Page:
I was forcing myself to go for the ancient capital. Taking photos and flirting with my beautiful guide. By the time we were at the Trang An eco-tourism Centre, we were to go on a boat ride and my face was getting visibly paler. I gave up all the burden, and tried to forget the pressure. With no more IPhO examination in these few days, I finally can let go of the study pressure burden I carried with me since I started studying for STPM back in 2006.  
Most of my friends can just scream out all they want to after STPM and thus were eager to resume studies in Universities by now, after a few months.
For me, I had a great “guilty” time joining in for UKM Buddhist Fellowship and procrastinating, having a preview into what University life is like and the constant pressure to study. Until now.
Phan Thuy Linh asked me if I was ok to continue on for the boat ride. It would last about one to two hours. I was insistent that I was good enough to continue on. The boat ride was on a scenic river, going under multiple bridges and caves. Chow Fu, Thuy Linh and me were in a boat, steered by the captain. I was feeling more more unwell, especially when the wind blows, but still, I managed to keep a straight face. The only indication that I was under the weather was that I flirted less, and was quiet most of the time, being amazed by the darkness of the caves, at the light at the end of the tunnel, by the water level of the river being just nice so that the ceiling of the caves are not too low for us to go through.
By the end of the ride, I was concentrating on directing energy on healing myself, and could hardly enjoy anything that the beautiful scenery can offer me.
“Are you ok? You should just sleep in the bus.” Thuy Linh was very concerned for me.
I could not muster enough energy to protest, with a weak gait, I hopped on to the bus at the end of the boat ride and almost immediately fell asleep.

Two hours later, the bus reached the hotel, and I was back in my hotel room, in the comfortable bed, catching up on a much needed sleep for my body and mind.
“Don’t let him go for the lecture and Ha Long Bay later on.” Thuy Linh instructed Azri and Jay Keat. “He needs all the rest he can get.”
At hearing that I was not to go for the lecture by Jerome Isaac Friedman, a rare opportunity to hear a Nobel Laurette giving a lecture, I sat up and bargained, “No, let me go for the lecture, I’ll sleep until the lecture and if I cannot behave myself and got too sick, then I’ll stay in bed.” I was always wandering off on the visits, giving out cards, making our guide ask, “Where is Xin Zhao?” more than once.
Looking not persuaded, she cautioned that if I cannot take it during the lecture, I was to indeed forgo Ha Long Bay as my health comes first.
During the lecture, the seats were so comfortable, and the introduction so long that I could not help but to doze off for the whole hour and a half of it. And so on the
26th July: Missing Ha Long Bay
I was in bed all day, physically ill after the exam, down with a fever and cold, no less.
It was a Saturday, with nothing else planned but for a whole day trip to Ha Long Bay, taking the morning to reach there and then back again. From the pictures on our programme sheets, I may had just missed the most amazing part of Vietnam sight-seeing. Almost every single picture, every single picture taken at Ha Long Bay is so scenic, it looks like it came straight out of a fairy tale.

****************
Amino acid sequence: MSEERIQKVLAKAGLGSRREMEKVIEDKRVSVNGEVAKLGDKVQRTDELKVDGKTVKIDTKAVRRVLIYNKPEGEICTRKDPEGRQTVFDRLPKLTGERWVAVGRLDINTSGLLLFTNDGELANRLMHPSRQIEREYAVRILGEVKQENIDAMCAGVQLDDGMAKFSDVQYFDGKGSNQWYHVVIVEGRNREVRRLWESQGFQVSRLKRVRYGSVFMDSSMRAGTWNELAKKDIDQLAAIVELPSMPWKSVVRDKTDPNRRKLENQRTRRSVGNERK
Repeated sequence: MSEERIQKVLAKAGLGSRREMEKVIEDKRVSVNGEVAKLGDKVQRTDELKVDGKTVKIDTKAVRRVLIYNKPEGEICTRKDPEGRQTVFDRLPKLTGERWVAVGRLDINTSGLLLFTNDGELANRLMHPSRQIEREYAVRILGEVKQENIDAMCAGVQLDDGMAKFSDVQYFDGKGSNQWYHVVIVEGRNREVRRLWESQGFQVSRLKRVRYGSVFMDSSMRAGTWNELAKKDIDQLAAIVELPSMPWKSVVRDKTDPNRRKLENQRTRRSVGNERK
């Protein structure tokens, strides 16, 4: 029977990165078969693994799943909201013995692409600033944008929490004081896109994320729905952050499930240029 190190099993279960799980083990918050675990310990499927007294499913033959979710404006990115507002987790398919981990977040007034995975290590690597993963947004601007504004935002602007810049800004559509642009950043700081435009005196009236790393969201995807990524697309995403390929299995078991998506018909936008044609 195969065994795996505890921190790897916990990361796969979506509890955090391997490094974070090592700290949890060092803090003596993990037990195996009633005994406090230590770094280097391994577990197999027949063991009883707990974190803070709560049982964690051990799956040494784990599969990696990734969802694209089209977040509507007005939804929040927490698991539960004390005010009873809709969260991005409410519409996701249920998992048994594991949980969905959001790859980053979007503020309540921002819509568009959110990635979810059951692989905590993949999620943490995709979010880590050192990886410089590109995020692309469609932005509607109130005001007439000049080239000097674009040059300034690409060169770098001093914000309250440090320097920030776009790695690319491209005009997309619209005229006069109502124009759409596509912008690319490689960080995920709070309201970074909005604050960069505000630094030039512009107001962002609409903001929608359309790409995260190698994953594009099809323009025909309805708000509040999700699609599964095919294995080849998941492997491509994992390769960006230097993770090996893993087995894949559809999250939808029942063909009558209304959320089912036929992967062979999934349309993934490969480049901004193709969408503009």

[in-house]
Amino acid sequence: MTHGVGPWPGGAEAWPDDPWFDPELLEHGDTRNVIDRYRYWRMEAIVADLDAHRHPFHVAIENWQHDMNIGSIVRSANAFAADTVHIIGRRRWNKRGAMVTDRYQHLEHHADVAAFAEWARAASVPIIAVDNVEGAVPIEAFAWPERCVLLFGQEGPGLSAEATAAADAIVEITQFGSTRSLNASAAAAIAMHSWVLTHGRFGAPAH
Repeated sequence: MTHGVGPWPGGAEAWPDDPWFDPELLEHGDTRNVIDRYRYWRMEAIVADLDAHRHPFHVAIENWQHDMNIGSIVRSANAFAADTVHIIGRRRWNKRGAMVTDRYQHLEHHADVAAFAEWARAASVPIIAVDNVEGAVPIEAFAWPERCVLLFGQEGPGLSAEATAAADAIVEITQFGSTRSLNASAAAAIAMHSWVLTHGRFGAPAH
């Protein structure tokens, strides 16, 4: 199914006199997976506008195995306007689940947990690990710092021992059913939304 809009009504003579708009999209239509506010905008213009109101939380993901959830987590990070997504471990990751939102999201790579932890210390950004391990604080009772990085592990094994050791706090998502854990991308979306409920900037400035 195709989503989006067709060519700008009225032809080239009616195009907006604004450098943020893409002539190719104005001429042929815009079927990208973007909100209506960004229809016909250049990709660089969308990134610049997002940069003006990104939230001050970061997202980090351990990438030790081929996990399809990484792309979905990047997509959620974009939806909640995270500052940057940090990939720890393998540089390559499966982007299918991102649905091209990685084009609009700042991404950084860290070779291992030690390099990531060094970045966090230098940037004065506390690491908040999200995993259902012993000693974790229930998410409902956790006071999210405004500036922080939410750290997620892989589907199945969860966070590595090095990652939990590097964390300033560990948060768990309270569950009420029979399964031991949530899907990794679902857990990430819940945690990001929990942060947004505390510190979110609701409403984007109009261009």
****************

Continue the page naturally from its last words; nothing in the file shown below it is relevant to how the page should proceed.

I slept in bed all day, getting up just for lunch and practising some Tai Chi to make me sweat off the accumulated toxic in my body and make me heal faster.
By the afternoon, I was almost healed. And I wandered and walked around the hotel grounds. It was unusually quiet now that most of the people are gone for sight-seeing.
Even the Singaporean teams, (this was when I first met Kia Boon), were not there. They were at Ha Long Bay, along with the rest of the Malaysian team. Too bad, or else I could had played bridge with them again. Just like last year.
Letting out a slight sigh, I noticed that there were some of the guides who were still there.
“Xin Chao, why are you guys here?”
“Xin Chao, Xin Zhao, the teams we were guiding did not want to go for the sight seeing. How is your body now?” One of the Vietnamese guide asked.
“I am much better, thank you. A good long sleep was the key. Say could you guys teach me how to say ‘You are pretty’ in Vietnamese?”
Bạn rất đẹp, why?”
Looking towards one of the pretty girls, I said, “Bạn rất đẹp.”
Giggling, they all were eager to teach me more.
“How about ‘I love you’?” I asked.
“Anh yêu em, are you saying this to your guide? Phan Thuy Linh?”
“He he,” I chukled, “Maybe...”
“Say ‘tôi thích bạn’, this is better, say Anh yêu em only if you really love her, but you had just meet her for a few days, don’t say ‘I love you’ to her!”
“Why not?”
“Are you serious in liking her then?”
I was a bit taken aback, does translating “I love you” to Vietnamese brings about another deeper meaning? Or do they hold the love word sacred?
I nodded my head, thinking about it, was I too casual? I did feel a bit of a liking towards her, and I didn’t think of anything further ahead, including how would I date her after IPhO? Shrugging, I just decided to be flirtatious. Just for the fun of it. Just because I am at the top of the world, and everything was going perfectly fine.
27th July: A night to remember
The day was spent in a pottery village, I was feeling so fine now that I could make a plate painting, documenting the date, event, my name, made in Hanoi, and various physics equations.